Last week, Midjourney released the fourth iteration of its innovative feature—Style Reference, or --sref. In essence, this parameter allows you to use an existing image as a visual style reference for your prompt.

For me as an artist, the introduction of --sref was especially exciting because it offered a new way to transfer the style of my own works into Midjourney's creations.

So, in this guide, we will explore how the Style Reference works within the context of photography and how photographers can use it to enhance their artistic practice. And we will do so through the lens of my own pictures.

Let’s get to it!

How --sref works

Utilizing the Style Reference is quite straightforward: simply add --sref followed by the URL of a publicly accessible image after the text part of your prompt. If you wish to reference multiple images, add their URLs consecutively, separated by a space.

An important parameter to consider is the Style Weight, or --sw. It determines how much the referenced style will influence the outcome, and ranges from 0 to 1000, with the default setting being 100.

To put these features to the test, let’s use a cinematic photograph of the artist Oleg Paschenko as our Style Reference, maintain a consistent seed value, and then progressively adjust the --sw parameter from 1 to 1000 to observe its effect on the results.

For this experiment, I also mentioned an artistic style in the prompt itself. This approach allows one end of the spectrum to be tied to a renowned movie director’s style, while the other end showcases the maximal influence of the reference image.

Now that we're done with technicalities, let's add some more photographic styles into the mix!

Referencing Photographic Styles

Midjourney’s Style Reference draws upon the visual elements, or character, of the original image, such as colors, composition, texture, background, and even the overall atmosphere.

Details like costumes, outfit elements, props, and accessories often merge into the resulting images.

Occasionally, --sref might also incorporate the original subject (or their stand-out features) into the output. Unless the subject is specifically defined in the prompt.

Through experimenting with my portraits, I've observed that close-ups bring better results than photographs featuring more complex scenes, set-designs, or costumes.

However, persistence often helps unveil the strong sides of the reference style—rembember, certain prompts might be more receptive to specific references than others.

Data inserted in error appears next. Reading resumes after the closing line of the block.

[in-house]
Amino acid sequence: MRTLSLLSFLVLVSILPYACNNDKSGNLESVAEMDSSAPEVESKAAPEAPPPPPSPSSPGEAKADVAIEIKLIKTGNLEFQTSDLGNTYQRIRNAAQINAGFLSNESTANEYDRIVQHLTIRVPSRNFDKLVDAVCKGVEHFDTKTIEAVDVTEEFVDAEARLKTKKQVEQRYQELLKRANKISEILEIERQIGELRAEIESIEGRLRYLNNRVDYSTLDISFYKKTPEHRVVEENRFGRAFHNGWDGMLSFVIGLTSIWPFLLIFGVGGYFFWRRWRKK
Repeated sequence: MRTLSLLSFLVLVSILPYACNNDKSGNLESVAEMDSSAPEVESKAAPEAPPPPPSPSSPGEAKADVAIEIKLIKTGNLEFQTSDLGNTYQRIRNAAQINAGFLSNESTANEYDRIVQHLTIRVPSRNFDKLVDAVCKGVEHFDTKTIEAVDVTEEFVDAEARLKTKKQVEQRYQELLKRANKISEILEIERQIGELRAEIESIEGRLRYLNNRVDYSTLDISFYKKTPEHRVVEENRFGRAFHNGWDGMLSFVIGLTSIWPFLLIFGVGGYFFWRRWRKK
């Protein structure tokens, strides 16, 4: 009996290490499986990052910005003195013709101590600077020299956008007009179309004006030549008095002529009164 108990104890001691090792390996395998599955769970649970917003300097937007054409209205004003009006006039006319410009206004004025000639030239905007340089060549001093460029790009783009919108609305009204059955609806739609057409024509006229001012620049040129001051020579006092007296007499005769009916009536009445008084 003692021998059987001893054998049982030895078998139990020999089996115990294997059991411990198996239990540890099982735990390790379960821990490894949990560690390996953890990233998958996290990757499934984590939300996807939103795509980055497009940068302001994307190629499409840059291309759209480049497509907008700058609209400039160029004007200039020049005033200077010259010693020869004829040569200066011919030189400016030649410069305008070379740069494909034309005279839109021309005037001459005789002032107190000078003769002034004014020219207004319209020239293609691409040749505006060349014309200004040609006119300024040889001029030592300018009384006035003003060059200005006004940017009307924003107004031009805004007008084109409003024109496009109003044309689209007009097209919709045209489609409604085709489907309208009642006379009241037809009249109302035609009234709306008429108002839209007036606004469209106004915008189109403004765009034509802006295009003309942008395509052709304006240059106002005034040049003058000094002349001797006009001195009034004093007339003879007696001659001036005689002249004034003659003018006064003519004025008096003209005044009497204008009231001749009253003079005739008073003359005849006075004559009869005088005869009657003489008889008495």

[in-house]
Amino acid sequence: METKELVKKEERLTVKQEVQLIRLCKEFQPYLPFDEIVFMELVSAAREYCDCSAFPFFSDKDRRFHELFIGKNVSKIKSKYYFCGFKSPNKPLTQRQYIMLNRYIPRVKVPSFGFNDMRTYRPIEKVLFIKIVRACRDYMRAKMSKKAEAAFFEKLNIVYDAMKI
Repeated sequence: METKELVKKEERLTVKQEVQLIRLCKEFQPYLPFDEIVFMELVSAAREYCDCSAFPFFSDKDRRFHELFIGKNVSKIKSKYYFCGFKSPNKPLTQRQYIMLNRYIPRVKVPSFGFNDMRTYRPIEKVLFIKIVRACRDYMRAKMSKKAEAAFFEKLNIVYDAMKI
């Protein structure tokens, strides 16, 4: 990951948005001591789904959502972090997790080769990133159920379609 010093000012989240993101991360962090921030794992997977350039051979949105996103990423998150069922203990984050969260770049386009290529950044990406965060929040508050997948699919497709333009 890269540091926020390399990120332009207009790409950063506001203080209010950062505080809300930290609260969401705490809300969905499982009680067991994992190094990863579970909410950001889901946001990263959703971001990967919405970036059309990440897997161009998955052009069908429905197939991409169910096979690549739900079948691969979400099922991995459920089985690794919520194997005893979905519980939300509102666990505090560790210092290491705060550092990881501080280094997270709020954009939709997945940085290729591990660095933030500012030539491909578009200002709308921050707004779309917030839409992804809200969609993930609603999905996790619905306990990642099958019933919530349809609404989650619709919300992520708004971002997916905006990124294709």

Another finding is that less “pronounced,” softer photographs with heavy visual effects (e.g., shallow depth of field, blurry segments, lens flares, etc.) tend to produce more favorable outcomes.

How about the use of more complex, semi-photographic styles? To answer this, I conducted another experiment. I selected a scan of a collage I had created years ago, which incorporates a photograph of my friend and muse, the Georgian theatre and cinema actor Malkhaz Abuladze. To take this test even further, I first tried to add the original photo into the blend  using Image Prompt.

Initially, I utilized the original portrait as an Image Prompt and the collage as the Style Reference. Here are three outputs, each resulting from different parameter settings: the first one showcases the default result. In the second, I increased the Image Weight (--iw) to its maximum to align the outcome as closely with the original as possible. For the third scenario, I maxed out the Style Weight to its highest, granting full freedom to the impact of --sref.

An important aspect to keep in mind is that you can apply a Style Reference showcasing a specific subject or shot in one genre to prompts that significantly diverge from the original’s theme.

To demonstrate this, we'll use a still-life photograph as the Style Reference to see how it adapts across a range of prompts: from another still-life, which greatly differs from the initial one thematically, to documentary and fashion photography.

And did I mention that you can use more than one image as Style Reference?

Multi-Style References

Let’s now try to use more than one style reference—and pick contrasting images for this experiment.

The sheer number of variants—creative possibilities—unlocked by this mechanism is… staggering. Essentially, blending any combination of contrasting images can forge a unique (and often surprising!) style by drawing powerful elements from both inputs.

And this is what happens if we use three reference images instead of two:

While employing multi-reference styles with more than two contrasting references can “dilute” the distinct characters of the original images, it also allows for wider range of prompts to successfuly reproduce prominent features of the source photographs.

Now, we've experimented with Style References that are specific photographs depicting particular subjects. But here's a little trick to elevate your neurophotography game—this time, referring to abstract, non-specific, “technical” sources.

Referencing ”Technical” Styles

If you've ever attempted to incorporate “rough” photographic effects—like film grain, dust and scratches, light leaks, and so on—into your prompts, you might have noticed that Midjourney isn’t very good at being “low-quality.”

The images with these effects tend to be too refined and polished to resemble their real-life counterparts accurately. Now, --sref is here to solve this problem!